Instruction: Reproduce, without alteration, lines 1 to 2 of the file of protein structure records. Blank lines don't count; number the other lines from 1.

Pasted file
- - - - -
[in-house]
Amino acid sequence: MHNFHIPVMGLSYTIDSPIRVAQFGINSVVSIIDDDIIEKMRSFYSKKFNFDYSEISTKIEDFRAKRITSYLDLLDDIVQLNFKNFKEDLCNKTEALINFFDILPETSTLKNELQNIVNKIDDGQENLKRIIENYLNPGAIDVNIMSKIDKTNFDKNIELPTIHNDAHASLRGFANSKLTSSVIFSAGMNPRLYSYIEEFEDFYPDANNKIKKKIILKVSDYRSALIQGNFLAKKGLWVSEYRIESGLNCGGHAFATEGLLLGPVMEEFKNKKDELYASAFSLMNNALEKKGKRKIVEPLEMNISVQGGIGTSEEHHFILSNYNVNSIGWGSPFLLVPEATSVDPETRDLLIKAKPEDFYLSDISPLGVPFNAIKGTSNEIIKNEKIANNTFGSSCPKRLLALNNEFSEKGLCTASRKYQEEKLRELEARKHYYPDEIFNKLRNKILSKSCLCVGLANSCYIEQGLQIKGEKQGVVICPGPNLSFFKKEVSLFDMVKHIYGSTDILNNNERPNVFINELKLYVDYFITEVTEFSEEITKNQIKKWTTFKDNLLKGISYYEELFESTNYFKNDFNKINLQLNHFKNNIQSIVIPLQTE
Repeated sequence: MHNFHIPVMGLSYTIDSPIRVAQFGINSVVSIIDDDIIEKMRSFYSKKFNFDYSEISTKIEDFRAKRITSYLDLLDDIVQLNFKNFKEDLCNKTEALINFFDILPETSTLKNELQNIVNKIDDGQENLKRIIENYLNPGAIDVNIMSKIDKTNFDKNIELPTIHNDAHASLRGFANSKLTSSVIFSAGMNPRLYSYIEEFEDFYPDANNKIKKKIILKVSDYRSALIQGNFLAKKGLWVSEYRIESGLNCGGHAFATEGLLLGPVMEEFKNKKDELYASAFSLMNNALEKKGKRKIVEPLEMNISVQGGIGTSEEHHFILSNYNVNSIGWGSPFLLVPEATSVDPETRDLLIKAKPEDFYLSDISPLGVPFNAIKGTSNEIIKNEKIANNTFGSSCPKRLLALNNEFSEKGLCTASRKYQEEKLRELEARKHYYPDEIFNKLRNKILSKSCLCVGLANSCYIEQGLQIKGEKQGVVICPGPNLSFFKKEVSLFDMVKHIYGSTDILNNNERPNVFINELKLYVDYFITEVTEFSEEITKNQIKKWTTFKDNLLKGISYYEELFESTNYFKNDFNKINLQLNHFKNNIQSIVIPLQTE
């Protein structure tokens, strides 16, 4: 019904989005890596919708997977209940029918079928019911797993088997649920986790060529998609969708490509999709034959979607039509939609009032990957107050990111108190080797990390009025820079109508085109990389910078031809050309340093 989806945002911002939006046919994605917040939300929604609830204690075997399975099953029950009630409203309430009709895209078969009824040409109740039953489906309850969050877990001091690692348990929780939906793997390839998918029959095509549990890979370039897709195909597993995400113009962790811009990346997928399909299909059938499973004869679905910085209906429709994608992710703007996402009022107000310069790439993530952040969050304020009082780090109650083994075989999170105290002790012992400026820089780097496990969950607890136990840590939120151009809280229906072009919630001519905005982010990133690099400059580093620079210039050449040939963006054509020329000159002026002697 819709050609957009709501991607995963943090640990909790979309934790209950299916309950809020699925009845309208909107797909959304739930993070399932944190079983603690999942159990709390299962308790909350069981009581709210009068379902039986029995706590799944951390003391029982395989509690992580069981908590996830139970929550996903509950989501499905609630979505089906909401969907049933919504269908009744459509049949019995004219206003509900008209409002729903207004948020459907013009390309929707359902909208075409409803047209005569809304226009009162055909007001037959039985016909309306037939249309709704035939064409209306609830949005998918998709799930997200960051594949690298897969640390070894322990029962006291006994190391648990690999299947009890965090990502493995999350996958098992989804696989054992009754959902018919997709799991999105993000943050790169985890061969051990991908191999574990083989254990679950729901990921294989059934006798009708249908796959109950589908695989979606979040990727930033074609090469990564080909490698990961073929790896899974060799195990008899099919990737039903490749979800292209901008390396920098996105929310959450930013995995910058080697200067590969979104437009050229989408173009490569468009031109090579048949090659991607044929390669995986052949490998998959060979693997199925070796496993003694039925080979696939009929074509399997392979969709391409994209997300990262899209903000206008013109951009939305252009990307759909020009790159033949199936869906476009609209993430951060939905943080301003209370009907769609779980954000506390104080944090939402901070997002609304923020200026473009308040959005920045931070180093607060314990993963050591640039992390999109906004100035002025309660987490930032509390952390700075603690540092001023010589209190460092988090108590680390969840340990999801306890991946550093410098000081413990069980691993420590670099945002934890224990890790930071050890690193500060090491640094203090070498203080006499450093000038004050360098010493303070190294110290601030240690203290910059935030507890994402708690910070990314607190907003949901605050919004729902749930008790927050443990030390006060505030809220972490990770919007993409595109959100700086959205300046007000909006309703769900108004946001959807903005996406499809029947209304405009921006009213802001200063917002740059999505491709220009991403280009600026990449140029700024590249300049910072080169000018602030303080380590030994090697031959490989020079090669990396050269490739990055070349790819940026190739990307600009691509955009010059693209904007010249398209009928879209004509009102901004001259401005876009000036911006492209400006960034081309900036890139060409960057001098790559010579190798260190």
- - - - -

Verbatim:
[in-house]
Amino acid sequence: MHNFHIPVMGLSYTIDSPIRVAQFGINSVVSIIDDDIIEKMRSFYSKKFNFDYSEISTKIEDFRAKRITSYLDLLDDIVQLNFKNFKEDLCNKTEALINFFDILPETSTLKNELQNIVNKIDDGQENLKRIIENYLNPGAIDVNIMSKIDKTNFDKNIELPTIHNDAHASLRGFANSKLTSSVIFSAGMNPRLYSYIEEFEDFYPDANNKIKKKIILKVSDYRSALIQGNFLAKKGLWVSEYRIESGLNCGGHAFATEGLLLGPVMEEFKNKKDELYASAFSLMNNALEKKGKRKIVEPLEMNISVQGGIGTSEEHHFILSNYNVNSIGWGSPFLLVPEATSVDPETRDLLIKAKPEDFYLSDISPLGVPFNAIKGTSNEIIKNEKIANNTFGSSCPKRLLALNNEFSEKGLCTASRKYQEEKLRELEARKHYYPDEIFNKLRNKILSKSCLCVGLANSCYIEQGLQIKGEKQGVVICPGPNLSFFKKEVSLFDMVKHIYGSTDILNNNERPNVFINELKLYVDYFITEVTEFSEEITKNQIKKWTTFKDNLLKGISYYEELFESTNYFKNDFNKINLQLNHFKNNIQSIVIPLQTE